Turkey’s “third wave” explosion of coronavirus infections continued late on April 7 with the posting of an all-time high in newly recorded cases—while Iran, which earlier in the day also set a new daily record, announced that it had banned Turkey-bound tourist flights.
Turkey’s latest 24-hour case figure was given by the health ministry as 54,740 (substantially up from the previous day's 49,584 and marking the first time the figure has exceeded the 50,000-threshold), while Iran’s was announced as 20,954 (compared to the previous day's figure of 17,430).
The neighbouring countries, both of which have a population of around 84mn, have suffered coronavirus resurgences since relaxing pandemic restrictions during spring, with Iran seeing a pronounced rise in infections in the wake of its two-week-long Nowruz Persian new year celebrations. The vaccination programmes in both Turkey and Iran are still at an early stage.
Last week Turkish President Recep Tayyip Erdogan announced a retightening of coronavirus restrictions, including the return of full nationwide weekend lockdowns during the Islamic fasting month of Ramadan, which starts on April 13.
Iranian Deputy Health Minister Iraj Haririchi complained on state television that some members of Iran’s coronavirus task force were to blame for the virus surge by “preventing us from using the golden opportunity of [the holiday] to extinguish the flames of the coronavirus”.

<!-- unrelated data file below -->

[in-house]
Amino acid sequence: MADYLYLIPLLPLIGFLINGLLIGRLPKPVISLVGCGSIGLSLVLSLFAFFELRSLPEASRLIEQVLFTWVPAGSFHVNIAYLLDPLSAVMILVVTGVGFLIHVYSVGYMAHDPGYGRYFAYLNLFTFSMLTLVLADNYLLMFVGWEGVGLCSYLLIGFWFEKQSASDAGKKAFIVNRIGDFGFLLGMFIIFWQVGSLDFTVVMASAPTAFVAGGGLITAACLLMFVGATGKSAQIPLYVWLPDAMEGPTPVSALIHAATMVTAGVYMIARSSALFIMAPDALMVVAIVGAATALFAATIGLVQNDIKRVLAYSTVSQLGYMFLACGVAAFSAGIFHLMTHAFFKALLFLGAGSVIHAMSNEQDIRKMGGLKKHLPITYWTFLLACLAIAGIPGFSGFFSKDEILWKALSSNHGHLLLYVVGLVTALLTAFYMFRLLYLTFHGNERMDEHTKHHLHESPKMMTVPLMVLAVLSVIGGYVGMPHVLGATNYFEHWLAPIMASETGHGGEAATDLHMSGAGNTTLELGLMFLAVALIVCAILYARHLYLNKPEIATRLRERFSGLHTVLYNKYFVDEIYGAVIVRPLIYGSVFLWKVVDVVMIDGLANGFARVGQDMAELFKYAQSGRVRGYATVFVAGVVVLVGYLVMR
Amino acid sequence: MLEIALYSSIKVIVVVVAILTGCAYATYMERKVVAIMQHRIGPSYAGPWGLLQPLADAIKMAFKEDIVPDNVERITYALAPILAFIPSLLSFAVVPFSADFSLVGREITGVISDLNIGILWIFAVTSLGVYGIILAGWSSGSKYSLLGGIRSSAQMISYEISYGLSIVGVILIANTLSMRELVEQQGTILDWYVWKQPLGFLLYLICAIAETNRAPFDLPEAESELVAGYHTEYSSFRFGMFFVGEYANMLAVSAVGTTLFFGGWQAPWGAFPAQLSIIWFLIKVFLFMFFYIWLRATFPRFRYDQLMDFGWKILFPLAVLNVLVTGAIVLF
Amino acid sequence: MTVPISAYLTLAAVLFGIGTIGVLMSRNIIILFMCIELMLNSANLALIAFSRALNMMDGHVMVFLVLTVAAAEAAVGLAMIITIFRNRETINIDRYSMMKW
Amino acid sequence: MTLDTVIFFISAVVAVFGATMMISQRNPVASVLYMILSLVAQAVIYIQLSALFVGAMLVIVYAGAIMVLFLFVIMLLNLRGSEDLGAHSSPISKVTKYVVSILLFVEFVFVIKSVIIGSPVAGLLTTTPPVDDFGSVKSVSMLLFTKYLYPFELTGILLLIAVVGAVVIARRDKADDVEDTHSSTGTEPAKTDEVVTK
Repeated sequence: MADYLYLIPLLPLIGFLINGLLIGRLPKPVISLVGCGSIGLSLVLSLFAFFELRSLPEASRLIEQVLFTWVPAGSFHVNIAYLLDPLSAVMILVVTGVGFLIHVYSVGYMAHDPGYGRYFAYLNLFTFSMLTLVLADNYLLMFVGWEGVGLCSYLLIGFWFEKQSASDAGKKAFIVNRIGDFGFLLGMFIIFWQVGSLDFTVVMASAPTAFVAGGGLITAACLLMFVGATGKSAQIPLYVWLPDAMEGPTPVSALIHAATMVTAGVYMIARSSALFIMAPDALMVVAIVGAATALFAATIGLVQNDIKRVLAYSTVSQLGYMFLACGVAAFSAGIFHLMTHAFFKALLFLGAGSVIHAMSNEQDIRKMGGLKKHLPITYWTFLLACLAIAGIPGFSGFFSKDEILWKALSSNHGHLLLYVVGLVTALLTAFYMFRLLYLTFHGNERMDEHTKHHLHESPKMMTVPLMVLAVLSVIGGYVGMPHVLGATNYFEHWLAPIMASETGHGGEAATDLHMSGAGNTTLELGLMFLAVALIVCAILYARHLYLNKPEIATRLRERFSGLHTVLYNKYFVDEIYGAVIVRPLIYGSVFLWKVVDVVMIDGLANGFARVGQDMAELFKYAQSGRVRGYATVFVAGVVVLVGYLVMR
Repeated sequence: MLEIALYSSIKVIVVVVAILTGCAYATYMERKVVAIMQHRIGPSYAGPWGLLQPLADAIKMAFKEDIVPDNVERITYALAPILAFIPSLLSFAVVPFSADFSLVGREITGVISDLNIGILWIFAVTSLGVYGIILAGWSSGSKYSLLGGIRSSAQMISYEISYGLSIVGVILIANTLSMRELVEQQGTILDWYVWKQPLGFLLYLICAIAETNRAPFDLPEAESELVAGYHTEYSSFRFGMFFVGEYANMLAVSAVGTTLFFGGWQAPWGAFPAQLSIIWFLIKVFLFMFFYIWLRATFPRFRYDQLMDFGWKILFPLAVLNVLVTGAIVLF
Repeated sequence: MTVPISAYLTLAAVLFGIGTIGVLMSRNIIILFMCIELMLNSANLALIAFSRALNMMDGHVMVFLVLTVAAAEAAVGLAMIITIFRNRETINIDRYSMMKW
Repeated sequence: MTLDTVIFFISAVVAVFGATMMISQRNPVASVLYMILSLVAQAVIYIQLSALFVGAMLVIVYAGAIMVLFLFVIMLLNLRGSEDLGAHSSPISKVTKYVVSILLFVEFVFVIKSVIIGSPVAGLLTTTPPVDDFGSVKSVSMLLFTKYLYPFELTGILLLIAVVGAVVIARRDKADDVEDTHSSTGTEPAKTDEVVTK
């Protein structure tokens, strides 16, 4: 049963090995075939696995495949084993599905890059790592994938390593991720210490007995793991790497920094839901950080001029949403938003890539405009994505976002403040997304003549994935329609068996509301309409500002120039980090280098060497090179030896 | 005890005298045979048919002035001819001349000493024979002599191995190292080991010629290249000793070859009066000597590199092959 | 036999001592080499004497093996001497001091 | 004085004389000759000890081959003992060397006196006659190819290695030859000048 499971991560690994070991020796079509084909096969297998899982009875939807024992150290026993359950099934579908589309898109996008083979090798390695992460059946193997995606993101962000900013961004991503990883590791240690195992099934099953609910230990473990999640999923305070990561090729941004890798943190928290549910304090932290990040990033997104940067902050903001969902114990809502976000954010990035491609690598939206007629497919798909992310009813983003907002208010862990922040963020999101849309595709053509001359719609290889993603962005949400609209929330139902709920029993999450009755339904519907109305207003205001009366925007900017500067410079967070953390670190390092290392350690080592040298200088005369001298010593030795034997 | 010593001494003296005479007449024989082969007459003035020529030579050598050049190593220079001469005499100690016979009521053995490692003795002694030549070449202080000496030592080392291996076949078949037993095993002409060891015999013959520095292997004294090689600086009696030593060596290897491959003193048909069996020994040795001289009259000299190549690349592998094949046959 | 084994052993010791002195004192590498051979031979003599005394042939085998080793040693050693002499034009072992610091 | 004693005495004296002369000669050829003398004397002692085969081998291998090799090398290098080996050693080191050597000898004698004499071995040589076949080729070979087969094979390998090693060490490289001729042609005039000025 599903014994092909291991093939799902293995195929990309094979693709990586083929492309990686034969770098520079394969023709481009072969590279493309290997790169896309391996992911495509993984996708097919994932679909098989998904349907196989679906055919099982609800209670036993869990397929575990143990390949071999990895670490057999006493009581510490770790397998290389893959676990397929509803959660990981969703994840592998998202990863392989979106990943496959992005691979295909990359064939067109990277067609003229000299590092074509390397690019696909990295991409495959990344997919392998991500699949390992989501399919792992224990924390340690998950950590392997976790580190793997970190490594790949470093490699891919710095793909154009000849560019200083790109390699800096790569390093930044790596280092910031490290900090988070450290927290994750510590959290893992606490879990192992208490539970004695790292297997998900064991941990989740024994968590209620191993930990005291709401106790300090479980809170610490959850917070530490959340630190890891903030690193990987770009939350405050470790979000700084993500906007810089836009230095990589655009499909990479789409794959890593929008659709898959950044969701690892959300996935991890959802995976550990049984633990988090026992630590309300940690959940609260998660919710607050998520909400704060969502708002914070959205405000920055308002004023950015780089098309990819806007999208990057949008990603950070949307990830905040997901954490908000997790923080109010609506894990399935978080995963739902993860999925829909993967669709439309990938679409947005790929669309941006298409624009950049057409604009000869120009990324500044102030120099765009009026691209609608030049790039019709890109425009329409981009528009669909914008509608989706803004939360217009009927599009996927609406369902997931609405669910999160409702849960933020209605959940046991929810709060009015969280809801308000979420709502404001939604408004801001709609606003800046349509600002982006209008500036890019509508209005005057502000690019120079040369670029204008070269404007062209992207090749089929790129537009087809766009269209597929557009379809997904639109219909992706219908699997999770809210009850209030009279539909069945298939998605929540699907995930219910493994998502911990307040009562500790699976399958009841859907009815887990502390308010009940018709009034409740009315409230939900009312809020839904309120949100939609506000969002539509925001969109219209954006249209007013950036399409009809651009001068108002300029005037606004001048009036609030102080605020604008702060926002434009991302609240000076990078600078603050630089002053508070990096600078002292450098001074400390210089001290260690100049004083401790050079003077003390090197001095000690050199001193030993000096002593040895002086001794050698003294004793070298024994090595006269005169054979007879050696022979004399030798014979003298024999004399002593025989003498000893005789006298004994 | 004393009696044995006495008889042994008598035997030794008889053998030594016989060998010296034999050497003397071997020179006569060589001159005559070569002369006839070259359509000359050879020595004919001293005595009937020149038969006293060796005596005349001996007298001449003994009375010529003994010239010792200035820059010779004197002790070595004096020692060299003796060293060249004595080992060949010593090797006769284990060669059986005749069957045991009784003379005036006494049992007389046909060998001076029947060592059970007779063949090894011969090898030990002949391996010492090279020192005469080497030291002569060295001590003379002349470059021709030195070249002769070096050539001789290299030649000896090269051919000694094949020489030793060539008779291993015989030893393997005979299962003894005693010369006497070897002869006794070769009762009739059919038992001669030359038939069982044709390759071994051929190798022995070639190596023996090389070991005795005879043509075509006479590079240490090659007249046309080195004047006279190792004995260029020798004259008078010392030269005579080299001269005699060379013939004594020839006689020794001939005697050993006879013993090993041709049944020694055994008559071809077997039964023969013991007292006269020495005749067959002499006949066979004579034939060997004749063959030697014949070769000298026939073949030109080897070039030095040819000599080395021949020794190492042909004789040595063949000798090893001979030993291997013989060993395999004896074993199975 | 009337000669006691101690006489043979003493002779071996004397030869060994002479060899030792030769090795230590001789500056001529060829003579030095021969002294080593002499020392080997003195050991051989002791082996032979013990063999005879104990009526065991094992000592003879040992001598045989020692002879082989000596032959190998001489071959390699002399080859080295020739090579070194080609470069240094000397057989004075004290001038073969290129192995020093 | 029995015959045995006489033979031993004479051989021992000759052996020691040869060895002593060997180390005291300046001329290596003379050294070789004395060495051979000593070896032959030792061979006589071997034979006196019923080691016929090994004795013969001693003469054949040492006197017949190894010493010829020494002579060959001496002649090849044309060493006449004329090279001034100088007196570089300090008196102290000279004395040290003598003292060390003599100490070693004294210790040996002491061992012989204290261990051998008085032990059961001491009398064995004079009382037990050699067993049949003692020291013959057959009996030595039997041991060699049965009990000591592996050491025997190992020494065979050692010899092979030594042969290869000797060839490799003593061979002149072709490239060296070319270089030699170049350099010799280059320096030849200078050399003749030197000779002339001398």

Last year, Iran’s Nowruz celebration was a muted affair because officials brought in tight restrictions on gatherings and the movement of people around the country. Haririchi said similar measures weren’t enacted this year because of some officials, whom he did not name. Millions of Iranians reportedly travelled to vacation hotspots across the country to celebrate the holiday, despite health guidelines warning them not to.
“Travel should have been stopped,” Haririchi said.
Iranian Health Minister Saeed Namaki on April 7 ordered all parks, restaurants, bakeries, beauty salons, malls and bookstores closed in Tehran. The capital and Iran’s other 250 cities and towns have been declared COVID-19 “red zones." Over 85% of the country now has the “red” or “orange” infection status, authorities said.
Earlier this week, Namaki warned of a further surge in the virus outbreak and said authorities had “lost control” over what he called “the rebellious COVID-19 dragon”.
A curiosity in the coronavirus data given by Iran and Turkey is that, while both countries have roughly the same number of inhabitants, and relatively young populations, Iran has to date reported 1,984,348 cases and 63,699 deaths with COVID-19, while Turkey’s figures are 3,633,925 and 32,943, respectively. That will add fuel to the fire for the many critics who claim that the official coronavirus data reporting of both countries has been very unreliable. Turkey in particular has been accused of under-reporting data.